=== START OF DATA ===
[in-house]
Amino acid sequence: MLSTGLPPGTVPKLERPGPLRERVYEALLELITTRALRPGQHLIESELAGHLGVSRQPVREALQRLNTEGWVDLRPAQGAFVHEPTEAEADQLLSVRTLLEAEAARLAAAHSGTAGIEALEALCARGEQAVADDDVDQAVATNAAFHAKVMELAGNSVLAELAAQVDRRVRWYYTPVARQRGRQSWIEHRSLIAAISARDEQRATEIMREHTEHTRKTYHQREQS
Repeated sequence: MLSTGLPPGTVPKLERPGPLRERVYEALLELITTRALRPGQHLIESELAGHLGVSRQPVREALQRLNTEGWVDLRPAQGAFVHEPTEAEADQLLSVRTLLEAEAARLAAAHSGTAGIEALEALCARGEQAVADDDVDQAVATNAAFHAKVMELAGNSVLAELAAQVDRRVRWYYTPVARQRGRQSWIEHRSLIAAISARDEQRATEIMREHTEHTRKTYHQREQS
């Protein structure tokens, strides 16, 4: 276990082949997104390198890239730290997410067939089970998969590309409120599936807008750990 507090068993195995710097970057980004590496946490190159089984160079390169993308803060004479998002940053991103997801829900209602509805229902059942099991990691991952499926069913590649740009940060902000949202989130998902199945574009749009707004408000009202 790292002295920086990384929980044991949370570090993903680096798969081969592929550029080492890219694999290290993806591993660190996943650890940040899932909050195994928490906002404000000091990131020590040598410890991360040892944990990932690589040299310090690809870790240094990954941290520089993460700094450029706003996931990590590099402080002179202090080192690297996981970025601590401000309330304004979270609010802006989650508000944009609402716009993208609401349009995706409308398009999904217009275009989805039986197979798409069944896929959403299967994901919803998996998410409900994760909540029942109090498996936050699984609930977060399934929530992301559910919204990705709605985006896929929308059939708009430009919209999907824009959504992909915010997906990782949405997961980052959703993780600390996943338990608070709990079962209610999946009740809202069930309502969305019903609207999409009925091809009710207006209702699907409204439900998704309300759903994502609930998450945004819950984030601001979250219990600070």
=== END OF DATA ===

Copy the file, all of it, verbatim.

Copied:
[in-house]
Amino acid sequence: MLSTGLPPGTVPKLERPGPLRERVYEALLELITTRALRPGQHLIESELAGHLGVSRQPVREALQRLNTEGWVDLRPAQGAFVHEPTEAEADQLLSVRTLLEAEAARLAAAHSGTAGIEALEALCARGEQAVADDDVDQAVATNAAFHAKVMELAGNSVLAELAAQVDRRVRWYYTPVARQRGRQSWIEHRSLIAAISARDEQRATEIMREHTEHTRKTYHQREQS
Repeated sequence: MLSTGLPPGTVPKLERPGPLRERVYEALLELITTRALRPGQHLIESELAGHLGVSRQPVREALQRLNTEGWVDLRPAQGAFVHEPTEAEADQLLSVRTLLEAEAARLAAAHSGTAGIEALEALCARGEQAVADDDVDQAVATNAAFHAKVMELAGNSVLAELAAQVDRRVRWYYTPVARQRGRQSWIEHRSLIAAISARDEQRATEIMREHTEHTRKTYHQREQS
């Protein structure tokens, strides 16, 4: 276990082949997104390198890239730290997410067939089970998969590309409120599936807008750990 507090068993195995710097970057980004590496946490190159089984160079390169993308803060004479998002940053991103997801829900209602509805229902059942099991990691991952499926069913590649740009940060902000949202989130998902199945574009749009707004408000009202 790292002295920086990384929980044991949370570090993903680096798969081969592929550029080492890219694999290290993806591993660190996943650890940040899932909050195994928490906002404000000091990131020590040598410890991360040892944990990932690589040299310090690809870790240094990954941290520089993460700094450029706003996931990590590099402080002179202090080192690297996981970025601590401000309330304004979270609010802006989650508000944009609402716009993208609401349009995706409308398009999904217009275009989805039986197979798409069944896929959403299967994901919803998996998410409900994760909540029942109090498996936050699984609930977060399934929530992301559910919204990705709605985006896929929308059939708009430009919209999907824009959504992909915010997906990782949405997961980052959703993780600390996943338990608070709990079962209610999946009740809202069930309502969305019903609207999409009925091809009710207006209702699907409204439900998704309300759903994502609930998450945004819950984030601001979250219990600070």